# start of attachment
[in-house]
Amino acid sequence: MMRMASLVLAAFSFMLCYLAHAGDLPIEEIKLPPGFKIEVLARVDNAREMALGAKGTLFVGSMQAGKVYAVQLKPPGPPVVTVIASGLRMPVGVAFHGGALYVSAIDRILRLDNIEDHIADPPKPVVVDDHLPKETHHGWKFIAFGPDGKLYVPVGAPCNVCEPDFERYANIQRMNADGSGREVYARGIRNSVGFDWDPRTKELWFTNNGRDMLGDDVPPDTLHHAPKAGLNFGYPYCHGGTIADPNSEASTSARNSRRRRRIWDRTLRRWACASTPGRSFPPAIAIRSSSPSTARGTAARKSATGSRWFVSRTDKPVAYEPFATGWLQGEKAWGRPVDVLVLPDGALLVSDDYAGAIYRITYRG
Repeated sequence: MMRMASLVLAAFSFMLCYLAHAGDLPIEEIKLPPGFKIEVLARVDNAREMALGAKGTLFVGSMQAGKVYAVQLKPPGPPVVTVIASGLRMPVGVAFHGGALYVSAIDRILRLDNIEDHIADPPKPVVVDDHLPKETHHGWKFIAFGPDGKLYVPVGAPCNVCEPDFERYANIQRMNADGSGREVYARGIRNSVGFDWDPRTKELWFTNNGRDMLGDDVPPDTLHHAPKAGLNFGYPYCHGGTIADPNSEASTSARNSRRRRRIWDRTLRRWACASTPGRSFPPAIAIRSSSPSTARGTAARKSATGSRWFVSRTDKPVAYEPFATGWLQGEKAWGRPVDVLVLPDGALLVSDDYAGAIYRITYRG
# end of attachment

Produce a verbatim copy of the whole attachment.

[in-house]
Amino acid sequence: MMRMASLVLAAFSFMLCYLAHAGDLPIEEIKLPPGFKIEVLARVDNAREMALGAKGTLFVGSMQAGKVYAVQLKPPGPPVVTVIASGLRMPVGVAFHGGALYVSAIDRILRLDNIEDHIADPPKPVVVDDHLPKETHHGWKFIAFGPDGKLYVPVGAPCNVCEPDFERYANIQRMNADGSGREVYARGIRNSVGFDWDPRTKELWFTNNGRDMLGDDVPPDTLHHAPKAGLNFGYPYCHGGTIADPNSEASTSARNSRRRRRIWDRTLRRWACASTPGRSFPPAIAIRSSSPSTARGTAARKSATGSRWFVSRTDKPVAYEPFATGWLQGEKAWGRPVDVLVLPDGALLVSDDYAGAIYRITYRG
Repeated sequence: MMRMASLVLAAFSFMLCYLAHAGDLPIEEIKLPPGFKIEVLARVDNAREMALGAKGTLFVGSMQAGKVYAVQLKPPGPPVVTVIASGLRMPVGVAFHGGALYVSAIDRILRLDNIEDHIADPPKPVVVDDHLPKETHHGWKFIAFGPDGKLYVPVGAPCNVCEPDFERYANIQRMNADGSGREVYARGIRNSVGFDWDPRTKELWFTNNGRDMLGDDVPPDTLHHAPKAGLNFGYPYCHGGTIADPNSEASTSARNSRRRRRIWDRTLRRWACASTPGRSFPPAIAIRSSSPSTARGTAARKSATGSRWFVSRTDKPVAYEPFATGWLQGEKAWGRPVDVLVLPDGALLVSDDYAGAIYRITYRG